http://www.studybass.com/lessons/reading-music/bass-clef-fretboard-notes

    click on: Bass Clef Notes on the Fretboard to download the pdf file
     
  11. Chipsonfire

    Chipsonfire

    Jul 20, 2007
    Socorro, NM
    Although I really appreciate the input here from everybody, I really find this as being the only helpful one. The whole point of this method is to help me learn finger placement in a way that makes sense to me, while gaining a few other skills as well. I haven't played an instrument in 11 years and even then it was for a short time so my listening skills are little down. I listen to a song and I can never seem to recreate a single note in the bassline. A teacher is almost out of the question in this town; we don't even have a music store. I've asked a few guitarist friends for help but they don't seem to like the idea of teaching (which is understandable, not everyone can teach). In any case, I'll check in to all your ideas so as not to brush aside a good idea because I merely think it wont work. Thanks everyone for the help :)
     
  12. Lowpro

    Lowpro

    Sep 25, 2006
    Birmingham, AL
    http://www.henkhaverhoek.nl/exercises.html

    Sheet music equivalent of exercises. However I'm assuming you don't know what those little dots mean.

    http://www.howtodothings.com/hobbies/a2683-how-to-read-sheet-music.html

    And that shows you the treble and bass clefts.

    I just googled "Bass exercises"

    I can also agree that tabs are like heroine, but when you want to learn a song, tabs are really just the easiest. You don't see the rests, you don't hear the mutes, but if you have half a brain and listen to the song you'll hear em.
     
  13. Chipsonfire

    Chipsonfire

    Jul 20, 2007
    Socorro, NM
    This is indeed very helpful, but if had read my post you'd realize that I, at the very least, implied that I read sheet music. I hate to sound like an ass, but I'm just responding in kind. The skill I don't have is playing bass. It's one of those theory vs. practice situations. Again, thanks for the exercises, I'm sure they will come in handy :)
     
  14. Lowpro

    Lowpro

    Sep 25, 2006
    Birmingham, AL
    Doesn't matter how well you read sheet music, you don't have the ear developed. If you want to be able to transpose you need to hear what's going on. Playing Diatonics, modes, 4ths, 5ths, chords, it all helps you get where the player "is coming from" Those exercises all help with your ear, you'll start to know what notes sounds right when, as well they all help you develop your left-hand skill, which to say the least is the most important part.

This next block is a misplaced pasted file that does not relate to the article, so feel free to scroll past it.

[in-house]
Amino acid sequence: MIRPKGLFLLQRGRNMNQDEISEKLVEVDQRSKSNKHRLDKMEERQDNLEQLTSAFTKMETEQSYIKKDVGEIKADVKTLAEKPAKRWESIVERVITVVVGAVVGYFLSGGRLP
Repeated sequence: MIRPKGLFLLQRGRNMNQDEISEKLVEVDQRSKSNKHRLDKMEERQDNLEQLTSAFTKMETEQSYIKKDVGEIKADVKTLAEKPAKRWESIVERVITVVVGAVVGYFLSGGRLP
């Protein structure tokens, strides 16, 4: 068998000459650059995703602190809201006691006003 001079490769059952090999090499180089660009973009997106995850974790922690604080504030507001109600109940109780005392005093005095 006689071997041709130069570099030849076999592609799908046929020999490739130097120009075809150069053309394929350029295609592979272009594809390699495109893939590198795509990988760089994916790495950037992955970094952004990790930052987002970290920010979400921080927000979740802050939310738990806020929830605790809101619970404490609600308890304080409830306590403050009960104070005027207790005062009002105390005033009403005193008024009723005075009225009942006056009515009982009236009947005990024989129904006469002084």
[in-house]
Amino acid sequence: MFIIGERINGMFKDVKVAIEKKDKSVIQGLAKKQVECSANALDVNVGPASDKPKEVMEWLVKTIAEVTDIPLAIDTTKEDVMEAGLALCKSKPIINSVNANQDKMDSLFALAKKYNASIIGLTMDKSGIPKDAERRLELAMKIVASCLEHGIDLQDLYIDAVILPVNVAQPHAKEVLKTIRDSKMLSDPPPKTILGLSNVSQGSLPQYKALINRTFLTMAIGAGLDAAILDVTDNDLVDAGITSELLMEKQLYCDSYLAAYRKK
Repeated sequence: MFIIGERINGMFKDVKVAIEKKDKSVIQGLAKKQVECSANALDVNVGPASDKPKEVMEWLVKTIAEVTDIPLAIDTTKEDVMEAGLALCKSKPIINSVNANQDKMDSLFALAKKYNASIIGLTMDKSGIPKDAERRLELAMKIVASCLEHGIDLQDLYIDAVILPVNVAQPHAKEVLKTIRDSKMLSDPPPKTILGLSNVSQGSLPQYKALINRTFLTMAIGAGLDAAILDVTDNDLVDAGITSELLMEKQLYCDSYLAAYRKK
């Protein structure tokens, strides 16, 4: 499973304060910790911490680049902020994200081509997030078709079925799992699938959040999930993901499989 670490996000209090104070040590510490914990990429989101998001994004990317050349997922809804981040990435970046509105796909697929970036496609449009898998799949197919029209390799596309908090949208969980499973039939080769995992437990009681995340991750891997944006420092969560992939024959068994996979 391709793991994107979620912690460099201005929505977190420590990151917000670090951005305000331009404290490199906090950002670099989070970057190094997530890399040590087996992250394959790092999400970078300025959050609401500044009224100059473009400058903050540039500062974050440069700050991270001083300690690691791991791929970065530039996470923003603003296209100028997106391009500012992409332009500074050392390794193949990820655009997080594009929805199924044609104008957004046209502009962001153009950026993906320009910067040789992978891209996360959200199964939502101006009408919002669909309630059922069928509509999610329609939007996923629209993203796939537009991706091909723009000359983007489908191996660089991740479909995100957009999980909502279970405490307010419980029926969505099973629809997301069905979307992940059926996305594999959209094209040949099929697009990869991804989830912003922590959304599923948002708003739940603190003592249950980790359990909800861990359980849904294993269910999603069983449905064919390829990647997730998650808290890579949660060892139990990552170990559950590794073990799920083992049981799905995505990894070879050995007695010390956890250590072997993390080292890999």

If there's a specific technique you want to learn, also try hitting up youtube. There's dozens of vids of mini bass lessons.
     
  15. Chipsonfire

    Chipsonfire

    Jul 20, 2007
    Socorro, NM
    The comment about reading sheet music was aimed at the link "how to read sheet music." The exercises link has been bookmarked and I thank you for that one. I already frequent YouTube for mini lessons on technique (I love the lessons by this guy, hes a good teacher that tells you not only where to put your hands, but also what notes are being played).
     
  16. Stroker

    Stroker

    Jul 21, 2007
    Conway, AR
    I totally disagree with tabs hurting your ear. I;m far from an experianced bassist but when I first started I used alot of tab. About 3-4 weeks into learning I would be driving around listening to the radio and I started hearing everything for the first time again. I never really heard the bass before but just playing brought that out. Tabs are great for a beginner as long as they understand that they are a crutch and when their ear developes (and it will) they will be able to transcribe on their own.
     
  17. fcleff

    fcleff

    Apr 22, 2005
    Austin, Texas
    I'm telling you, man, get a good set of books. Ed Freidland has some great stuff out there. His edition of the Hal Leonard Bass Method Vols. 1-3 are good. Some of the exercises are a little corny but you have cd's to play along with and he explains everything really well. He also explains where the notes are on the fingerboard in a very organized manner. If you can't get a teacher then I would recommend something like this. He also has a section on tablature that works better than the crap you get on the internet sites. IMHO, there is a right and wrong way to notate tab.

    :bassist:
     
  18. Chipsonfire

    Chipsonfire

    Jul 20, 2007
    Socorro, NM
    I'll look into that, it sounds helpful. I've also been looking at this and I just realized it's by the same person lol. The only thing stopping me now is rent is due soon and we need a fridge and i'm going to have to pay for college books soon as well :( But I'll definitely keep those in mind.
     
  19. fcleff

    fcleff

    Apr 22, 2005
    Austin, Texas
    While that book is published by Hal Leonard it may not (and doesn't look like it) have anything to do with Ed Freidland. Hal Leonard is a publishing company. Ed Freidland is a bassist and teacher. Mr. Freidland edited the latest edition of the Hal Leonard Bass Method.

    The nice thing about Mr. Freidland's edition of the H.L. Bass Method is that he shows you where the notes are on the fingerboard. He then give you excercises that deal exclusively with these notes. It gradually gets more complex.

    The Rock Bass Bible has some good lines in it but I think that you would do better with a Method Book. Heck, get both when money allows.

    :bassist: